--- "David A. Black" <dblack / wobblini.net> wrote:

> Hi --
> 
> On Thu, 25 Aug 2005, Eric Mahurin wrote:
> 
> > I was thinking how in seems a little asymmetric that many
> > classes have #to_s method, but when you want to make one of
> > those objects from a String, you have to clutter the String
> > class with yet another #to_* method.  So the String class
> gets
> > the burden of all those #to_* methods.
> 
> I don't see that as a burden.  It seems to correspond
> precisely to
> what's happening.
> 
> > Instead, what if we
> > would have the convention that creating an object from a
> string
> > would be a class method (for the class of that object)
> instead
> > of another String#to_* method.  So, instead of these:
> >
> > String#to_i
> > String#to_f
> > String#to_sym
> > String#to_<c> # where c is a abbreviation for the class
> >
> > you'd have these:
> >
> > Integer.from_s(str)
> > Float.from_s(str)
> > Symbol.from_s(str)
> > klass.from_s(str)
> 
> That seems like at least an equal amount of clutter --
> actually more,
> since you've now got a receiver, method, and argument, where
> the
> argument and the method name contain the same information
> (String-hood
> in this case).  It also introduces a whole range of scenarios
> involving wrong arguments.  I prefer simply sending a
> conversion
> request to an object and getting its response.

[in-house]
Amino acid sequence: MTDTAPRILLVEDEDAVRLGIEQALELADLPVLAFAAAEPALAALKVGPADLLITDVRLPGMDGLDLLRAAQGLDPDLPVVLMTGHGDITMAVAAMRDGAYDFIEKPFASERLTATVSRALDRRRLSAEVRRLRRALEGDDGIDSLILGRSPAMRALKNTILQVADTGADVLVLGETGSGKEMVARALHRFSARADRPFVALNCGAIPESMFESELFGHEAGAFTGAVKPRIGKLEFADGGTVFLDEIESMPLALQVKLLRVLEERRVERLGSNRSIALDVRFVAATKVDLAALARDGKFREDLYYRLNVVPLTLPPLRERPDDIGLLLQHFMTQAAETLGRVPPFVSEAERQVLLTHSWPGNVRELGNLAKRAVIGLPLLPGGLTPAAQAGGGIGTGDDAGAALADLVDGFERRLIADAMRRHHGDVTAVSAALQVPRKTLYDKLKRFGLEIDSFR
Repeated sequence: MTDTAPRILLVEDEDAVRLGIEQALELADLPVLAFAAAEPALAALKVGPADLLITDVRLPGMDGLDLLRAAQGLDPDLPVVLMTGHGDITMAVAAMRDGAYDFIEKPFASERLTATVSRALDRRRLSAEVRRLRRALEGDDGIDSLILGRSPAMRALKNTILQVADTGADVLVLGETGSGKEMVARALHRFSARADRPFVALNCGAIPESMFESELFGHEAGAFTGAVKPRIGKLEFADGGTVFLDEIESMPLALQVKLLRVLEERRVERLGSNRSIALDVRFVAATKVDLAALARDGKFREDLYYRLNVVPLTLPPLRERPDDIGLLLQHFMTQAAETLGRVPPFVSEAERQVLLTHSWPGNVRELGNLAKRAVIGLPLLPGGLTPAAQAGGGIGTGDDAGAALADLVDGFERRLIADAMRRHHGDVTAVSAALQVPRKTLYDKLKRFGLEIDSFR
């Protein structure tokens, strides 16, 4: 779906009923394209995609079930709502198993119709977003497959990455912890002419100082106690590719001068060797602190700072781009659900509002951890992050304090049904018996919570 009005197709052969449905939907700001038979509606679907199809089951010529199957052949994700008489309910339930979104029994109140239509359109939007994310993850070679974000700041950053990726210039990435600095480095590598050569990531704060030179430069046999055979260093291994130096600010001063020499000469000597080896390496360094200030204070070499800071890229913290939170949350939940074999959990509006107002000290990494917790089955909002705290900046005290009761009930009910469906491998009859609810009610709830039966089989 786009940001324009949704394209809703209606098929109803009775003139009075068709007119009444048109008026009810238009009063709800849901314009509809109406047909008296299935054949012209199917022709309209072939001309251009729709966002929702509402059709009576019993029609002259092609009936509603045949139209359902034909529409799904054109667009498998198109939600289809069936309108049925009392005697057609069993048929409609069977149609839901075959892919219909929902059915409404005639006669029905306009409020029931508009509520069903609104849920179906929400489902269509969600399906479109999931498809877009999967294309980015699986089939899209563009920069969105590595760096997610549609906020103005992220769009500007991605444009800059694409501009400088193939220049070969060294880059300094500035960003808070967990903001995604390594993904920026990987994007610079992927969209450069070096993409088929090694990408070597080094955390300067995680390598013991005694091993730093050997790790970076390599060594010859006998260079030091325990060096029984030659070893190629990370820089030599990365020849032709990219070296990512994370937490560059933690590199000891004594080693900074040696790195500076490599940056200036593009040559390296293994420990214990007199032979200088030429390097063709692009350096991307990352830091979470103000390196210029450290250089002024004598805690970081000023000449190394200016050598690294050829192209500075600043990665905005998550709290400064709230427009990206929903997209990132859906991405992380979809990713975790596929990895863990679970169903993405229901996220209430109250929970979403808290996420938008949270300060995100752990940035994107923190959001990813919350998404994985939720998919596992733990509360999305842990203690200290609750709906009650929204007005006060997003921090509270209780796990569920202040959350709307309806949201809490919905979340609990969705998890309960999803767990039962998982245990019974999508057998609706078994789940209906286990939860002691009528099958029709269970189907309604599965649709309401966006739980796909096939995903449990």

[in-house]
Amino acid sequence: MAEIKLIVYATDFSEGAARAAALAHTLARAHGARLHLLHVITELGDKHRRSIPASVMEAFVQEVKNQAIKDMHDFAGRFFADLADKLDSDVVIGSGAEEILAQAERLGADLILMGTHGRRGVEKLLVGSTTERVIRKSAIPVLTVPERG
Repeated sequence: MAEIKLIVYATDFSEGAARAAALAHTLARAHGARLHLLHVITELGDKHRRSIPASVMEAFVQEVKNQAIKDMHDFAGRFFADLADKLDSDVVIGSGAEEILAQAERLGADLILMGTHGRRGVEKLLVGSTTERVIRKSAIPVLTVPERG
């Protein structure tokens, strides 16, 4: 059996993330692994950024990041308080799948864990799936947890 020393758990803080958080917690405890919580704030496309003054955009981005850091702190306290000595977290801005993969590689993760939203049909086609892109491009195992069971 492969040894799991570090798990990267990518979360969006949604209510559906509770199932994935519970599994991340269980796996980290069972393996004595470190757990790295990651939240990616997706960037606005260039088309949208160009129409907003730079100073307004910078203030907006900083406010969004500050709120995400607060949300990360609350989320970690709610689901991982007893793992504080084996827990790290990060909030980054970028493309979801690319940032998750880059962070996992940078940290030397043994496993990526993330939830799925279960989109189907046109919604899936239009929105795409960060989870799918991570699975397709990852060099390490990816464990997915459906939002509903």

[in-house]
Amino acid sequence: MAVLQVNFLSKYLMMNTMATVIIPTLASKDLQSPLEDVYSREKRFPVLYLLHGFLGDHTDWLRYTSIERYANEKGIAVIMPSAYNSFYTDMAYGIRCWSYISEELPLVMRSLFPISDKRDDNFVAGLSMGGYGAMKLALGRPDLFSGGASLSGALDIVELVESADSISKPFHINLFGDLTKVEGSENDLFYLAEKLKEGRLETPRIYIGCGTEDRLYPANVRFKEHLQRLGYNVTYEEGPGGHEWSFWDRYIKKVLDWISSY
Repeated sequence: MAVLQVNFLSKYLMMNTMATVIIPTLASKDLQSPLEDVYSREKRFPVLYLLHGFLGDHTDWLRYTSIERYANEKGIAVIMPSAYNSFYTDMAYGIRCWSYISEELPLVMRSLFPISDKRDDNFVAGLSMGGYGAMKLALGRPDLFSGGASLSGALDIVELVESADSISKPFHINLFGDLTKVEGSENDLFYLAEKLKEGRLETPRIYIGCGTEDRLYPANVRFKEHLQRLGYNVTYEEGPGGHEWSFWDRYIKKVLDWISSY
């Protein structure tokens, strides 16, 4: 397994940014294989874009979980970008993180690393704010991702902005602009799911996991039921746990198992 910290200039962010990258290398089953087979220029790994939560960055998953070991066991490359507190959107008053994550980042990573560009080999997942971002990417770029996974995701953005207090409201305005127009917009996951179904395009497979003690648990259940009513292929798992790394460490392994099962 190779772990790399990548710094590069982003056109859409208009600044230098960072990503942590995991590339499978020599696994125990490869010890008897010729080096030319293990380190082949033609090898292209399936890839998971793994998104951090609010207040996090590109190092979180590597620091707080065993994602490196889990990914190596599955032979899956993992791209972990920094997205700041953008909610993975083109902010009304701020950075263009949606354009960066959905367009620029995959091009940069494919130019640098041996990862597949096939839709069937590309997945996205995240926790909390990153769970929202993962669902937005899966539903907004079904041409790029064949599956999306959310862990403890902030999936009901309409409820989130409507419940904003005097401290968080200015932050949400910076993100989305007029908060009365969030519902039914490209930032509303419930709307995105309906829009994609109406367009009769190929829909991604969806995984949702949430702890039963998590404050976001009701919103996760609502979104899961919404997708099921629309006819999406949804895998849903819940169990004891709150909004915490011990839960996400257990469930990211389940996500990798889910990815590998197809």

> 
> > Maybe you'd even want to be able to convert from an inspect
> > string:
> >
> > klass.from_inspect(str)
> >
> > I'm not saying that we should replace all obj.to_ methods
> with
> > klass.from_ methods.  I'm just saying to make them come in
> > pairs.  If you have a klass#to_* method, you should have a
> > corresponding klass.from_* method if appropriate.  This
> would
> > make your class more encapsulated, instead of having some
> of it
> > in String (or whatever class you are converting from).
> 
> So you'd have:
> 
> Integer.from_f(1.0)
> Integer.from_s("1")
> Integer.from_nil(nil)
> Integer.from_i(1)
> 
> instead of
> 
> 1.0.to_i
> "1".to_i
> nil.to_i
> 1.to_i
> 
> I'm afraid it seems circuitous and verbose to me.


Maybe for many of the core classes, there should be both forms
if you are going from one core class to another.

The ugliness I think is when you are dealing with an arbitrary
class.  You typically come up with an abbreviation for the
class and make a String#to_<abbrev> method convert a string to
an object of that class.  You could have collisions with
another class using the same name.

The klass.from_s(str) form also offers a little more power.  If
you are dealing with an arbitrary class (possibly of another
object) and you want to convert a String to an object of that
class, you just call the from_s method of that class.  You
don't have to go figure out what the right String#to_* method
to call is based on the class (and violate duck typing).

You could also have klass#to_<coreAbbrev> and
klass.from_<coreAbbrev>(coreOjbect) methods for other core
classes or for that matter any known classes (i.e. yaml - y).



		
____________________________________________________
Start your day with Yahoo! - make it your home page 
http://www.yahoo.com/r/hs